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Flywheel Energy Storage Researchers at the University of Texas have found that quantum dots could double the efficiency of solar cells

Published on June 20th, 2010 | by Tina Casey


Quantum Dots Could Boost Solar Efficiency by 100%

June 20th, 2010 by  

Researchers at the University of Texas have found that quantum dots could double the efficiency of solar cellsResearchers at the University of Texas at Austin are hot on the heels of a discovery that could more than double the efficiency of solar cells. The trick is to use tiny nanoscale crystals called quantum dots to capture more of the available energy in sunlight, including energy at the high end of the scale.  The researchers estimate that the use of high energy sunlight could boost efficiency from its present rate of about 31% for conventional solar cells, up to a whopping 66%.

Update: A team from The University of Minnesota initiated this research.

What this all means is the potential for solar energy to become cost-competitive with fossil fuels at an increasingly rapid pace.  Paired with next-generation flywheels and other new energy storage technologies, intermittent sources such as solar and wind can provide an energy stream that is every bit as steady and reliable as oil, coal, or natural gas.

Quantum Dots and Solar Cell Efficiency

High energy sunlight comes in the form of “hot electrons.” Until now, that energy has been too hot to convert into electricity, and it escape as heat.  The researchers, headed by chemist Xiaoyang Zhu,  found a way to conduct the hot electrons out by using quantum dots, which have conductive properties that can be precisely controlled.  Their work is built on a foundation recently established by another team from the University of Chicago, which showed that a specific type of nanocrystal can be used to control the rate at which hot electrons cool down.

Non-Toxic Quantum Dots

Conventional quantum dots are made of toxic heavy metals, and Zhu’s research was carried out on quantum dots made of lead selenide, a crystalline form of lead. However, Zhu notes that other materials could also be used, opening up the potential to construct a high efficiency solar cell with quantum dots made of non-toxic materials.  Magnolia Solar, for example, is one company that has developed thin film solar technology based on non-toxic quantum dots.  Quantum dots made of diamond nanocrystals are also in development.  The wonder material graphene and its newly discovered mate graphane could also offer another non-toxic route.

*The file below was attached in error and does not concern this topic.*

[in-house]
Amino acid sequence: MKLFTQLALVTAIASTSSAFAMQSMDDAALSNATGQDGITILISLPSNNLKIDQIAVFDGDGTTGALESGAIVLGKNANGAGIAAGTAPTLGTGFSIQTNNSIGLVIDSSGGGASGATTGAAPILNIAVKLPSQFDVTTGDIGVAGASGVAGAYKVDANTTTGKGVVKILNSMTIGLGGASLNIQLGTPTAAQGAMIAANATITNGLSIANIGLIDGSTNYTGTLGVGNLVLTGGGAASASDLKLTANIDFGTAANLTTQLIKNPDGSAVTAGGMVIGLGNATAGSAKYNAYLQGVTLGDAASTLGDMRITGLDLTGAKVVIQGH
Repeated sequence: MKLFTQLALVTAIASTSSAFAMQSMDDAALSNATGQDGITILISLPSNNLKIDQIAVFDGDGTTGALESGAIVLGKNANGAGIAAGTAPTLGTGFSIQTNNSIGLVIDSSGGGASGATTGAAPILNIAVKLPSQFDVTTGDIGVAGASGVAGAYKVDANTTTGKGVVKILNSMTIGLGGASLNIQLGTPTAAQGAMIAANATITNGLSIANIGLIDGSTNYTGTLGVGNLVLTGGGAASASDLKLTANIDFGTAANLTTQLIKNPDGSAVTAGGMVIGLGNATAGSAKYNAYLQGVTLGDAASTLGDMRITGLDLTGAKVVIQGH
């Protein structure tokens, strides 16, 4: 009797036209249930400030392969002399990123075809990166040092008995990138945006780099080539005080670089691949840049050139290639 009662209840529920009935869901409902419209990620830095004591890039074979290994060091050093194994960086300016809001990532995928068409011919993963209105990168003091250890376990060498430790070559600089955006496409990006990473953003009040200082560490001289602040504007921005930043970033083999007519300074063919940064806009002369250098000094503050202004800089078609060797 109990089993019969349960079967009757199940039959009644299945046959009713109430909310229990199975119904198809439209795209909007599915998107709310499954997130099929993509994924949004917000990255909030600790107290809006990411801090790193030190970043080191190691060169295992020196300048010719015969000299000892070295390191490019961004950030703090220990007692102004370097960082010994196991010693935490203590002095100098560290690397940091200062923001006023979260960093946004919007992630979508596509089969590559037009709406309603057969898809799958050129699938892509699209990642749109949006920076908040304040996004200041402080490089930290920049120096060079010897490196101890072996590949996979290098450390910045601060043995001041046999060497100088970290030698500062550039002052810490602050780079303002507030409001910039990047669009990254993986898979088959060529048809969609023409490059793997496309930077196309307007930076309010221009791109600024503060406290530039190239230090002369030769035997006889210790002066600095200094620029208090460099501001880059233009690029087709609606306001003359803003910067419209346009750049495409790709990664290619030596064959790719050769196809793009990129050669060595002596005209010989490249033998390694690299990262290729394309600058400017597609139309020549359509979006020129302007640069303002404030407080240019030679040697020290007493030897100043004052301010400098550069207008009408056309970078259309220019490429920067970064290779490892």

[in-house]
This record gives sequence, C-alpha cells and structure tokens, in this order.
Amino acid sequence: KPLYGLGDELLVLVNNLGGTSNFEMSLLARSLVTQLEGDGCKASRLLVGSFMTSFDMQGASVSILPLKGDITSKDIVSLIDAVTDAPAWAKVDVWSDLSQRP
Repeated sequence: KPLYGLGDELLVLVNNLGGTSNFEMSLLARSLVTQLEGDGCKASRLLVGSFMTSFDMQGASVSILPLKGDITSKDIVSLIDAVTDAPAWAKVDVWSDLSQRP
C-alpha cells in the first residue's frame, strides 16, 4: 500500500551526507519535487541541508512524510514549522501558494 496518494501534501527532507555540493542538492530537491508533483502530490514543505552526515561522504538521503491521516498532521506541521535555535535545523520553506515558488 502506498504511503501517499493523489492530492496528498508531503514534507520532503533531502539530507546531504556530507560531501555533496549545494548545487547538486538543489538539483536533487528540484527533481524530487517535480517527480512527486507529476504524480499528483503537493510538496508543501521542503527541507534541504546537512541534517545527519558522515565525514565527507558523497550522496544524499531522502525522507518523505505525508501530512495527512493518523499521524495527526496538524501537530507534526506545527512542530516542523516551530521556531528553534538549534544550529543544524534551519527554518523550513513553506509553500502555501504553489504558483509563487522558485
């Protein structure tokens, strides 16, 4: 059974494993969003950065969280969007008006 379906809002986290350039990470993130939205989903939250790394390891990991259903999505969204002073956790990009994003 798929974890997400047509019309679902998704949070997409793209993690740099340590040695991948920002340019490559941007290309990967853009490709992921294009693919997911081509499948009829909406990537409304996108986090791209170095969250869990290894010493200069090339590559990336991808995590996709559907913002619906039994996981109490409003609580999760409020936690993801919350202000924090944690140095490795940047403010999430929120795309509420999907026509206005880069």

The True Cost of Fossil Fuels

Fossil fuels can perhaps be credited with enabling the U.S. to power itself up without burning every stick of wood from coast to coast for fuel, but just as we no longer rely on wood as our prime source of energy, it is clear that in the future we will no longer rely on fossil fuels.  Their true cost has become evident as clean-up for the Gulf Coast oil spill is in the tens of billions, coal mining has long been associated with chronic poverty and health problems throughout the entire Appalachian region as well as surface damage related to undermining and underground coal fires, and natural gas recovery from shale deposits threatens water supplies and may make it necessary to invest billions in new water treatment facilities.

Image: Dots by {AndreaRenee} on

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About the Author

specializes in military and corporate sustainability, advanced technology, emerging materials, biofuels, and water and wastewater issues. Tina’s articles are reposted frequently on Reuters, Scientific American, and many other sites. Views expressed are her own. Follow her on Twitter @TinaMCasey and Google+.

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    • Tina Casey

      Hi Doris thank you for the thank you.

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  • Douglas Hvistendahl

    When the heat is used also (PVT technology) efficiency jumps to around 70%. What is needed is to work out ways to use the heat economically.

  • Right now solar cells efficiency is still low,i hope more and more new technology will shows up to raise the efficiency.

  • b r clark

    31% is much too high. That is a theoretical number for PV cells with no concentration. Realistic conversion efficiency numbers for real world modules vary from the low to upper teens depending on the technology. Lower for thin films PV like First Solar and higher for monocrystalline PV like Suniva.

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